While fresh vegetables are available year-round, there are advantages to eating vegetables (and fruit) when they’re in season. I love summer for its abundance of locally grown, farm-fresh vegetables. Locally grown produce is picked at its peak of ripeness, providing maximum flavour and nutrition.
The short time from field to table allows locally grown produce to retain vitamin C and B, nutrients susceptible to breakdown. Plus, buying local produce supports economic growth in your province.
Besides in-season favourites such as sweet corn, crispy lettuces and field tomatoes (botanically speaking, tomatoes are fruits), include the following four oft-overlooked vegetables in your summer diet. Here are their defining nutritional qualities and tasty ways to add them to your diet.
When it comes to antioxidants, this leafy green vegetable outshines kale by a long shot. One cup of cooked Swiss chard, for example, delivers three times more vitamin E (3.3 milligrams), beta-carotene (6.4 mg) and lutein (19.3 mg), an antioxidant that helps guard against cataract and macular degeneration, than an equal-sized serving of kale. All that for only 35 calories a cup.
Swiss chard also supplies five times more magnesium (150 mg per one cup), almost six times more blood-pressure-regulating potassium (961 mg per cup) and four times more iron (4 mg per cup) than kale. It’s also an exceptional source of bone-building vitamin K, and provides brain-friendly choline.
Enjoy this leafy green sautéed in olive oil with garlic and chili flakes, or add raisins and pumpkin seeds to sautéed chard. Add Swiss chard leaves to smoothies, green salads, pastas, soups, omelettes and shakshuka (a Mediterranean dish of eggs poached in a spicy tomato sauce).
Peak season: July through September.
Globe artichokes, best grown close to the Great Lakes or in cooler regions in Ontario, serve up a good amount of fibre, magnesium, potassium and choline.
Artichokes’ claim to fame, though, is their exceptional folate content, a B vitamin that makes DNA in cells and helps prevent birth defects that affect the spinal cord and brain. One half-cup of artichoke hearts supply nearly 20 per cent of a day’s worth of folate.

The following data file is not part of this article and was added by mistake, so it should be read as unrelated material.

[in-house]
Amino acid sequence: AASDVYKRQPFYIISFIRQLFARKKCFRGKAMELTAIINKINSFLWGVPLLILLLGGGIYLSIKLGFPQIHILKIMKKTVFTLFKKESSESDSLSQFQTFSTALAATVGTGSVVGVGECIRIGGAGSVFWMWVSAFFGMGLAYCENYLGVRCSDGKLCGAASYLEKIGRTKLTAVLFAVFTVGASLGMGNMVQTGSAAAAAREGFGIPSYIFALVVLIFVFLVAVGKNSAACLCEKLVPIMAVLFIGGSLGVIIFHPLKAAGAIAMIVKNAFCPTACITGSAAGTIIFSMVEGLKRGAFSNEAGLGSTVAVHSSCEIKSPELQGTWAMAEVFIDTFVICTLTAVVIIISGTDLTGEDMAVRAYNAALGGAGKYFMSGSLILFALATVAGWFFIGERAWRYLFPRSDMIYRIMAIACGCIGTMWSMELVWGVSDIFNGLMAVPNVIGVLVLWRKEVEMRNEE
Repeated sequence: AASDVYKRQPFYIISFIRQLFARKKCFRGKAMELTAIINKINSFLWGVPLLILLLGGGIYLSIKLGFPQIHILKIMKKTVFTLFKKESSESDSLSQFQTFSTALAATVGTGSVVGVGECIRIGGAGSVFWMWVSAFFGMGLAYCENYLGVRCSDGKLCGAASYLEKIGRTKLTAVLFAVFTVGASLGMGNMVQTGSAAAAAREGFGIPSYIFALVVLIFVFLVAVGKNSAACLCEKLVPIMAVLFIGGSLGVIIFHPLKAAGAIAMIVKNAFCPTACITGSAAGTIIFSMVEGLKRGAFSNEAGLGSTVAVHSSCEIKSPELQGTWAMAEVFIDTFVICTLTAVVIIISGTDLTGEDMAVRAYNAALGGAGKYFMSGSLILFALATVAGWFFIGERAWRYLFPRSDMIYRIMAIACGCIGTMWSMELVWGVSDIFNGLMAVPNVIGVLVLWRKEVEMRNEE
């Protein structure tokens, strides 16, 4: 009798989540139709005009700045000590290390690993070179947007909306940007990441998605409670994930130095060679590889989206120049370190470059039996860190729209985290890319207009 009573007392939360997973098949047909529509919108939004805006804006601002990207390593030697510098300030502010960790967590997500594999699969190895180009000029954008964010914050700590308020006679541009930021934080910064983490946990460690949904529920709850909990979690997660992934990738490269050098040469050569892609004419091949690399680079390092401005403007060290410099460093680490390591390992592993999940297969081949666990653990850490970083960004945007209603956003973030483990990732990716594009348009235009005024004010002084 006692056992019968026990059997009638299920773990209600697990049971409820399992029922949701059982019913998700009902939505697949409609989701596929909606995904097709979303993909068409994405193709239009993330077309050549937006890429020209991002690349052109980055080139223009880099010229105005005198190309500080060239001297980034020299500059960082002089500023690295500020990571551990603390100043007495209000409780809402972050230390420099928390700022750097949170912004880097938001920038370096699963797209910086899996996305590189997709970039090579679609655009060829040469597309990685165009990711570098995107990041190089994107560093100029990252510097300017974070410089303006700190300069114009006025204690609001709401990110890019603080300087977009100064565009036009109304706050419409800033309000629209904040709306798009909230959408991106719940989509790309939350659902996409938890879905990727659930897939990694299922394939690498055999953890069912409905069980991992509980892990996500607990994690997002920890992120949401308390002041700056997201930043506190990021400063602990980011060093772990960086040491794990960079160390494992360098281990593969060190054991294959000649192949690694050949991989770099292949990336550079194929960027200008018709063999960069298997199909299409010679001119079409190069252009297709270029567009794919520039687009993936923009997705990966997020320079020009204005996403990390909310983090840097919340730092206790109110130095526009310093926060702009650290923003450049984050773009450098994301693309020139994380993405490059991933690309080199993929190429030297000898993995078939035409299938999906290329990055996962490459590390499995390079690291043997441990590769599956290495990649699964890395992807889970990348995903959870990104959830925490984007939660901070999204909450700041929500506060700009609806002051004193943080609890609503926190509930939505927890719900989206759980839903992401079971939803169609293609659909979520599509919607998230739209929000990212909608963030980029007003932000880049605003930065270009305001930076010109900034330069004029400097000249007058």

The edible parts of artichokes are the bottoms of the leaves and their tender interiors, the hearts. Steam or grill artichokes. Enjoy cooked artichoke leaves dipped in a garlic or chipotle aioli. Serve grilled artichoke halves as a healthy side dish.
Add cooked artichoke hearts to pizza, frittatas or a summer vegetable lasagna. Make an artichoke pesto to spread on sandwiches or serve as an appetizer.
Peak season: August through October.
Its purple-coloured skin is a sign that eggplant is a good source of anthocyanins, phytochemicals thought to have anti-diabetes, anti-cancer and anti-inflammatory properties. Eating more anthocyanin-rich foods may also help protect from heart disease and stroke.
And eggplant is a decent source of manganese, a trace mineral that’s needed for nerve and brain function. Manganese also helps antioxidant enzymes in the body neutralize harmful free radical molecules.
Add grilled eggplant to a grilled vegetable platter or toss it into a summer pasta with cherry tomatoes, basil and olive oil. Make eggplant parmigiana with slices of grilled eggplant instead of breaded and fried eggplant.
Make mini margherita pizzas using eggplant slices as the “crust.” Store eggplant in a cool, dry area; avoid keeping it in the refrigerator.
Peak season: August through October.
This chicory vegetable with burgundy leaves and white veins contains anti-inflammatory anthocyanins, along with vitamin E and lutein. It’s also an excellent source of vitamin K, a nutrient that studies suggest may help guard against osteoporosis and hip fracture.
Add radicchio to coleslaws, toss it into salads or use it as a pizza topping. Radicchio can also be sautéed, roasted or grilled.
Cut a head of radicchio in half lengthwise, brush with olive oil and then grill or roast; drizzle with balsamic vinegar before serving.
Peak season: June through August.
Leslie Beck, a Toronto-based private practice dietitian, is Director of Food and Nutrition at Medcan.
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